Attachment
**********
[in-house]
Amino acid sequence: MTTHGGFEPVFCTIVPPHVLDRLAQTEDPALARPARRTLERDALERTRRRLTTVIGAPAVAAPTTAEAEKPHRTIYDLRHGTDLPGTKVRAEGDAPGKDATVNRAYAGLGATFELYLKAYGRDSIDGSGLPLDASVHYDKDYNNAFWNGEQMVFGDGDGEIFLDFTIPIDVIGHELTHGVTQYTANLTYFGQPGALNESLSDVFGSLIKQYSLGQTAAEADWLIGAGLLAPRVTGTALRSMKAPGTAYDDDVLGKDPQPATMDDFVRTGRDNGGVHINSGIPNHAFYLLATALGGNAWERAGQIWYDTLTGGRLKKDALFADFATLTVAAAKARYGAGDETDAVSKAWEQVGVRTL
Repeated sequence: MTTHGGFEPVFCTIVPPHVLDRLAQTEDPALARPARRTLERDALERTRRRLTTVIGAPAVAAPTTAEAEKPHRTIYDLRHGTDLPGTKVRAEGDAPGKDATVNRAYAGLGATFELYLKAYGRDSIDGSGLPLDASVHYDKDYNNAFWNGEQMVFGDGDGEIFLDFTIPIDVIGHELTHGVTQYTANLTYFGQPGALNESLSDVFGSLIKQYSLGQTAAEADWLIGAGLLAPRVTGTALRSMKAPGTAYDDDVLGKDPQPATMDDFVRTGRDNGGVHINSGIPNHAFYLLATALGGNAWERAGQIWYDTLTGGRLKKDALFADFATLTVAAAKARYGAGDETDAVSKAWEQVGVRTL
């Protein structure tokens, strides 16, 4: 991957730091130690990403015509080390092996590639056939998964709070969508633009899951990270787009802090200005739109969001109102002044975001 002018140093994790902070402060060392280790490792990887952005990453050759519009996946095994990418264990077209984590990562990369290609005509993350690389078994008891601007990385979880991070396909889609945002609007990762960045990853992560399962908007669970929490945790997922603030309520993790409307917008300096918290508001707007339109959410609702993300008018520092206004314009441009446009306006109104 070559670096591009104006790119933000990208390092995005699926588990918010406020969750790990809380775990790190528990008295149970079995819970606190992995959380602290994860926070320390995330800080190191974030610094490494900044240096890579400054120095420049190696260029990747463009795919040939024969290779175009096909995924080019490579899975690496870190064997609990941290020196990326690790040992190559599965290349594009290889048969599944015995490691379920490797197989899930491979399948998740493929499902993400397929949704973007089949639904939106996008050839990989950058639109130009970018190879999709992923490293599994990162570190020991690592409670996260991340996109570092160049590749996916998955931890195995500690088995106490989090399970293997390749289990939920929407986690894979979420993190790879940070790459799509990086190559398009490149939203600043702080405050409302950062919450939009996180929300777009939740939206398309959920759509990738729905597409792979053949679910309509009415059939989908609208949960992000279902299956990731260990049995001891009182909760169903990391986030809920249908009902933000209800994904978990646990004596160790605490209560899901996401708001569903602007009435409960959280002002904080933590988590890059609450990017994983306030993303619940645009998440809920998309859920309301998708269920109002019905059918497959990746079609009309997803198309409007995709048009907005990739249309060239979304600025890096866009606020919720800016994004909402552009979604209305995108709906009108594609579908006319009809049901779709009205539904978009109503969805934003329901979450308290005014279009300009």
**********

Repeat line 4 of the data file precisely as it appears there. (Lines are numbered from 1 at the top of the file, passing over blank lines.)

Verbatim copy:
């Protein structure tokens, strides 16, 4: 991957730091130690990403015509080390092996590639056939998964709070969508633009899951990270787009802090200005739109969001109102002044975001 002018140093994790902070402060060392280790490792990887952005990453050759519009996946095994990418264990077209984590990562990369290609005509993350690389078994008891601007990385979880991070396909889609945002609007990762960045990853992560399962908007669970929490945790997922603030309520993790409307917008300096918290508001707007339109959410609702993300008018520092206004314009441009446009306006109104 070559670096591009104006790119933000990208390092995005699926588990918010406020969750790990809380775990790190528990008295149970079995819970606190992995959380602290994860926070320390995330800080190191974030610094490494900044240096890579400054120095420049190696260029990747463009795919040939024969290779175009096909995924080019490579899975690496870190064997609990941290020196990326690790040992190559599965290349594009290889048969599944015995490691379920490797197989899930491979399948998740493929499902993400397929949704973007089949639904939106996008050839990989950058639109130009970018190879999709992923490293599994990162570190020991690592409670996260991340996109570092160049590749996916998955931890195995500690088995106490989090399970293997390749289990939920929407986690894979979420993190790879940070790459799509990086190559398009490149939203600043702080405050409302950062919450939009996180929300777009939740939206398309959920759509990738729905597409792979053949679910309509009415059939989908609208949960992000279902299956990731260990049995001891009182909760169903990391986030809920249908009902933000209800994904978990646990004596160790605490209560899901996401708001569903602007009435409960959280002002904080933590988590890059609450990017994983306030993303619940645009998440809920998309859920309301998708269920109002019905059918497959990746079609009309997803198309409007995709048009907005990739249309060239979304600025890096866009606020919720800016994004909402552009979604209305995108709906009108594609579908006319009809049901779709009205539904978009109503969805934003329901979450308290005014279009300009």